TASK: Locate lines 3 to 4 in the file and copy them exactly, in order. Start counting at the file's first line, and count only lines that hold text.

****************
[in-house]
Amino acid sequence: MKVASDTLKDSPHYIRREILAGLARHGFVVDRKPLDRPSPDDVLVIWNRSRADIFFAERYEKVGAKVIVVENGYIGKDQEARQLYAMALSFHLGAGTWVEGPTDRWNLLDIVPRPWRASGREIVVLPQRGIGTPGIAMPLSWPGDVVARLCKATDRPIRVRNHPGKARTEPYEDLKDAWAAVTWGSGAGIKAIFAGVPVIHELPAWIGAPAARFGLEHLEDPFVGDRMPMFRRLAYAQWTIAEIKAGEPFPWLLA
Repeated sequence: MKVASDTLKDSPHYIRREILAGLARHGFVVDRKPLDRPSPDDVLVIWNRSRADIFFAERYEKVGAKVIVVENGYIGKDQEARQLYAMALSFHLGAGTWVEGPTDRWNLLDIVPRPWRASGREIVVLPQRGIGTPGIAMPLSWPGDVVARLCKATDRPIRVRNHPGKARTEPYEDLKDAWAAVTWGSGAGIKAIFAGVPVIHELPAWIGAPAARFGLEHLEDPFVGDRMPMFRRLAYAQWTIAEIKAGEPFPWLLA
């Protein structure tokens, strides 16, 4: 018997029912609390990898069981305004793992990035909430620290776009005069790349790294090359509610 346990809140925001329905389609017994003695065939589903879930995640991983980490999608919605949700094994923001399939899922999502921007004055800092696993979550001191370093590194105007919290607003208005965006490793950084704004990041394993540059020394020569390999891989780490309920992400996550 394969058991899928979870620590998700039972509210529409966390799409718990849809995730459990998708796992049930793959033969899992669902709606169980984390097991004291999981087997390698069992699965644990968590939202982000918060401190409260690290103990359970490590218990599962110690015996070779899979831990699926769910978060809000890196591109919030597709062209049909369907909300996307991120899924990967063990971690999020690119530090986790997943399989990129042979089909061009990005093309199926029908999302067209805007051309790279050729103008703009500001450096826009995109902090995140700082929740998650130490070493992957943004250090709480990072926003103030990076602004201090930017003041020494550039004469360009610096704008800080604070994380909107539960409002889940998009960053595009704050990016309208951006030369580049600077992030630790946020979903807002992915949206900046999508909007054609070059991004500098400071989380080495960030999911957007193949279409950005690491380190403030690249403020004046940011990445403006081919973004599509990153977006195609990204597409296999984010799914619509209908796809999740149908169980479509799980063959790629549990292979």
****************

Repeated sequence: MKVASDTLKDSPHYIRREILAGLARHGFVVDRKPLDRPSPDDVLVIWNRSRADIFFAERYEKVGAKVIVVENGYIGKDQEARQLYAMALSFHLGAGTWVEGPTDRWNLLDIVPRPWRASGREIVVLPQRGIGTPGIAMPLSWPGDVVARLCKATDRPIRVRNHPGKARTEPYEDLKDAWAAVTWGSGAGIKAIFAGVPVIHELPAWIGAPAARFGLEHLEDPFVGDRMPMFRRLAYAQWTIAEIKAGEPFPWLLA
């Protein structure tokens, strides 16, 4: 018997029912609390990898069981305004793992990035909430620290776009005069790349790294090359509610 346990809140925001329905389609017994003695065939589903879930995640991983980490999608919605949700094994923001399939899922999502921007004055800092696993979550001191370093590194105007919290607003208005965006490793950084704004990041394993540059020394020569390999891989780490309920992400996550 394969058991899928979870620590998700039972509210529409966390799409718990849809995730459990998708796992049930793959033969899992669902709606169980984390097991004291999981087997390698069992699965644990968590939202982000918060401190409260690290103990359970490590218990599962110690015996070779899979831990699926769910978060809000890196591109919030597709062209049909369907909300996307991120899924990967063990971690999020690119530090986790997943399989990129042979089909061009990005093309199926029908999302067209805007051309790279050729103008703009500001450096826009995109902090995140700082929740998650130490070493992957943004250090709480990072926003103030990076602004201090930017003041020494550039004469360009610096704008800080604070994380909107539960409002889940998009960053595009704050990016309208951006030369580049600077992030630790946020979903807002992915949206900046999508909007054609070059991004500098400071989380080495960030999911957007193949279409950005690491380190403030690249403020004046940011990445403006081919973004599509990153977006195609990204597409296999984010799914619509209908796809999740149908169980479509799980063959790629549990292979």